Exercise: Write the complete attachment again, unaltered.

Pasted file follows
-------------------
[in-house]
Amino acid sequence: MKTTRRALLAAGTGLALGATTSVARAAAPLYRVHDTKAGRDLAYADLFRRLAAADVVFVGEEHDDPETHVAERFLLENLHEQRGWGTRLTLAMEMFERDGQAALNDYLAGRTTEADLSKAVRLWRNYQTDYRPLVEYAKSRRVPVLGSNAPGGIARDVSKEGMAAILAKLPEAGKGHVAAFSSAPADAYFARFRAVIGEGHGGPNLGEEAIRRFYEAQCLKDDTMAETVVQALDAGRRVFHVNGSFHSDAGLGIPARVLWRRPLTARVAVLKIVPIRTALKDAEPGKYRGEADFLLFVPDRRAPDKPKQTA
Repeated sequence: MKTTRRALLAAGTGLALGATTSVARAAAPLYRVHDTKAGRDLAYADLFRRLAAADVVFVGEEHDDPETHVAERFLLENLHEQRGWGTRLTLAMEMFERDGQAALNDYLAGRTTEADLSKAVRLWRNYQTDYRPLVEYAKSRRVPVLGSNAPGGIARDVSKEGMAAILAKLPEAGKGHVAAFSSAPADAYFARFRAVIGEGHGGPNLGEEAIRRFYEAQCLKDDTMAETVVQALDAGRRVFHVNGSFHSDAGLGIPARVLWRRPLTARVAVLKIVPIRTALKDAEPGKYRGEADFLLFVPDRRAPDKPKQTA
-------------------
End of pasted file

[in-house]
Amino acid sequence: MKTTRRALLAAGTGLALGATTSVARAAAPLYRVHDTKAGRDLAYADLFRRLAAADVVFVGEEHDDPETHVAERFLLENLHEQRGWGTRLTLAMEMFERDGQAALNDYLAGRTTEADLSKAVRLWRNYQTDYRPLVEYAKSRRVPVLGSNAPGGIARDVSKEGMAAILAKLPEAGKGHVAAFSSAPADAYFARFRAVIGEGHGGPNLGEEAIRRFYEAQCLKDDTMAETVVQALDAGRRVFHVNGSFHSDAGLGIPARVLWRRPLTARVAVLKIVPIRTALKDAEPGKYRGEADFLLFVPDRRAPDKPKQTA
Repeated sequence: MKTTRRALLAAGTGLALGATTSVARAAAPLYRVHDTKAGRDLAYADLFRRLAAADVVFVGEEHDDPETHVAERFLLENLHEQRGWGTRLTLAMEMFERDGQAALNDYLAGRTTEADLSKAVRLWRNYQTDYRPLVEYAKSRRVPVLGSNAPGGIARDVSKEGMAAILAKLPEAGKGHVAAFSSAPADAYFARFRAVIGEGHGGPNLGEEAIRRFYEAQCLKDDTMAETVVQALDAGRRVFHVNGSFHSDAGLGIPARVLWRRPLTARVAVLKIVPIRTALKDAEPGKYRGEADFLLFVPDRRAPDKPKQTA